Tye Sheridan

Sundance 2015: ‘The Stanford Prison Experiment’ a claustrophobic tale of ego and wits under duress

Kyle Patrick Alvarez’s The Stanford Prison Experiment is a darkly comedic dramatization of a frightening real life experiment conducted in 1971 by Dr. Phillip Zimbardo. It spun wildly out of control over the course of just 5 days. Two dozen Ivy league men are drawn to the experiment for money. Screened for good mental health and randomly assigned positions as guards or prisoners, conformity is set to be examined under the the microscope in the basement of prestigious Stanford. The experiment starts out informally as they are given uniforms and plopped into their cells and guard rooms. It soon spirals into degrading mental abuse and physical deprivation. That this happened is not in question but how systematic torture ensued couldn’t have been anticipated. The Stanford Prison Experiment is a claustrophobic tale of ego and wits under duress that retains suspense not in the outcome but in its execution.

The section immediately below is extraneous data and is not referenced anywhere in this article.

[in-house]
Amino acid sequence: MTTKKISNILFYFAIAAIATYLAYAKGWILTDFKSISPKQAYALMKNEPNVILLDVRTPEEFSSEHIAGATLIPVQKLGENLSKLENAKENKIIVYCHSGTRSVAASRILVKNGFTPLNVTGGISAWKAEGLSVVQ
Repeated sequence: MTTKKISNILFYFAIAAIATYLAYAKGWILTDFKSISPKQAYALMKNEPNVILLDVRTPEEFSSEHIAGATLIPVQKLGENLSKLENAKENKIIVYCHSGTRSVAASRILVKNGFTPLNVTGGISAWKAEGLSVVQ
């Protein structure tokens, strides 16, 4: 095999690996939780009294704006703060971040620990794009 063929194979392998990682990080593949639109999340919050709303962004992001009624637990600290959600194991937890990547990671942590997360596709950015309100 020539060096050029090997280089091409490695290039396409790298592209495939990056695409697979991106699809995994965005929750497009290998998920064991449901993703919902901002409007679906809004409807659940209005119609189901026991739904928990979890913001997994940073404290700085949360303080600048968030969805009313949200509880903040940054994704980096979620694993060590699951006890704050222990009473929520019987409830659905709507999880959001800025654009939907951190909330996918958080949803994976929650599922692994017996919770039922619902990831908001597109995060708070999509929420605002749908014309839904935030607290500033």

TIFF 2013: ‘Joe’ is a messy but rewarding return to the South for David Gordon Green

David Gordon Green’s return to the South in Joe represents the director’s oddest and most violent yarn to date. Teaming with Nicholas Cage and the supremely young and talented Tye Sheridan (Mud, The Tree of Life), Gordon Green crafts a thorny and vile tale of fathers, sons, friendship, and redemption. Mostly functioning as a spiritual relative to the director’s 2004 film Undertow, Joe finds its director backtracking through coming-of-age tropes and jarring portraits of violence.

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